Barr. (Mrs.) Olufunmi Oluyede is the Chairperson for the Lagos State chapter of the International Federation of Women Lawyers-FIDA, an organisation committed to the well-being of women and children. As FIDA Lagos prepares for a proposed 3-day summit geared towards combating sex and labour trafficking, Barr.Oluyede speaks passionately about the scourge of human trafficking and also gives an insight on the summit which would be coming up in September.
The International Federation of Women Lawyers-FIDA is organising the 3-day summit with a view to proffering long-lasting resolutions to the prevalent human trafficking crisis within our shores. The theme is: Human Trafficking: Prevention, Intervention & Prosecution with special focus on Labour Trafficking(from the village to the city) & Sex Trafficking (from home to the brothel).
This theme was actually inspired by the increase in human trafficking, despite international and domestic interaction at various levels. Illicit trade in human beings, involving mostly vulnerable women and children, continues to worsen and has become more endemic, alarming and devastating than ever, within and beyond our borders.
It is trite knowledge that Nigeria is a centre for this nefarious activity, being a provider, receiver and transit point, with Lagos being the foremost exit point for trafficked victims, by air and by land.
By its multi-dimensional nature, human trafficking encompasses gnawing issues of human rights and the rule of law, of law enforcement and crime control, of inequality and discrimination, of corruption, economic deprivation and migration et al.
Perpetrators of human trafficking
Our labour trafficking perpetrators are usually me and you. The truth is that there is a huge level of unawareness regarding labour-trafficking; we therefore often perpetrate the act without knowing! You bring a child to the city with the promise of a better life, and instead of sending the child to school, you let the child labour endlessly for you at home.
Some of us eventually send these children to school however. Also, we employ the services of house-helps without knowing whether they are under-aged. You find out also that most of these children are willingly handed-over by their parents to their "aunties", with all good intentions. But when they get to the city, they are disillusioned and helpless.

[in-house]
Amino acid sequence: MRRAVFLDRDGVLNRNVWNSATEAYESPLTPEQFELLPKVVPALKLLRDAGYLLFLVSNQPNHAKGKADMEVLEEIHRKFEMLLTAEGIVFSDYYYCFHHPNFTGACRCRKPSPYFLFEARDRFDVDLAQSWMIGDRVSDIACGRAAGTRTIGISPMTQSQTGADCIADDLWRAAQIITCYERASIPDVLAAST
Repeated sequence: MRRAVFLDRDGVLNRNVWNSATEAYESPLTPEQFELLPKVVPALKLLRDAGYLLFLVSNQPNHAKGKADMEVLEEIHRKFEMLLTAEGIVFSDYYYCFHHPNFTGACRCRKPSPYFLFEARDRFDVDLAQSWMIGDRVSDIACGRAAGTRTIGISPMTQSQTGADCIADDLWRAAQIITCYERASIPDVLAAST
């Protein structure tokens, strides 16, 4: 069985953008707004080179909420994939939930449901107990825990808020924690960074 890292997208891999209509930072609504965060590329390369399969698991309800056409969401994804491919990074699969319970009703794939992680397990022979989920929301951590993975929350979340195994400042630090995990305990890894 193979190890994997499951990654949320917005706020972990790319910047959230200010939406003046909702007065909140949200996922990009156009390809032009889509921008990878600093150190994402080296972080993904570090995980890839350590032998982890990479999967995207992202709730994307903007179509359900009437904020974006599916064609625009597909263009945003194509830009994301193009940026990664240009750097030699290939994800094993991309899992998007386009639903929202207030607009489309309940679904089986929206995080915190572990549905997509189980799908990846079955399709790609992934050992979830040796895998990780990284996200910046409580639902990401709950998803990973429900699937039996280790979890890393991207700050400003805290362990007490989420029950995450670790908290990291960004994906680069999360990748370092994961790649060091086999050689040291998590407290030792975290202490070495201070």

A similar thing happens with sex-trafficking. These children are brought to the city and taken to brothels where they are made to sleep with men for money. Whether or not they like it ab-initio, they eventually succumb to that sort of life. Many of them become the young girls we find on our streets at night.
When we compare human trafficking within our society with what obtains abroad, we find that there is a slight difference. We willingly handover our children to be trafficked, but abroad, these children are kidnapped and taken right across the border, and then transported to other jurisdictions where they are used as sex slaves.
Their parents search and search until they are unable to find their children! Like I said earlier, we give out our children because we feel we want better lives for them; indirectly giving them out to be trafficked. And as long as we continue receiving money from whoever we gave out the child to, we never bother to investigate the child's welfare. That's how our children become a part of the whole number of statistics of trafficked children.
Virtually all the stakeholders that have to do with human trafficking laws, enforcement, prevention, etc., will be on ground on the day-one of the summit. The list includes the National Agency for Prohibition of Trafficking in Persons-NAPTIP, Customs, Police, Immigration, Nigerian Bar Association, to mention but a few.
We'll have with us a team of very erudite speakers in human trafficking and labour trafficking. We'll also have victims and potential victims of human trafficking, and the victims will share with us their experiences. NGOs and CSOs involved in prevention, intervention and prosecution will also be involved. We hope to have the Lagos State Attorney General, Hon. (Mrs) Abike Dabiri-Erewa, as well as other dignitaries with us.
On day two, we'll have a working session with victims and potential victims, and on day three, we will have a legal counseling outreach at Makoko in Lagos. We'll also include a medical outreach because of the subject matter. We've actually been working in Makoko in partnership with a young man who has put together a slum to school project.
He has impacted a lot of lives, and has built up a relationship with a lot of children there. On the evening of that same day three, we will be having a banquet at the Eko Le Meridian to say thank you to individuals and organisation that have partnered with us. We're hoping to have the First Lady of Lagos chair the event.'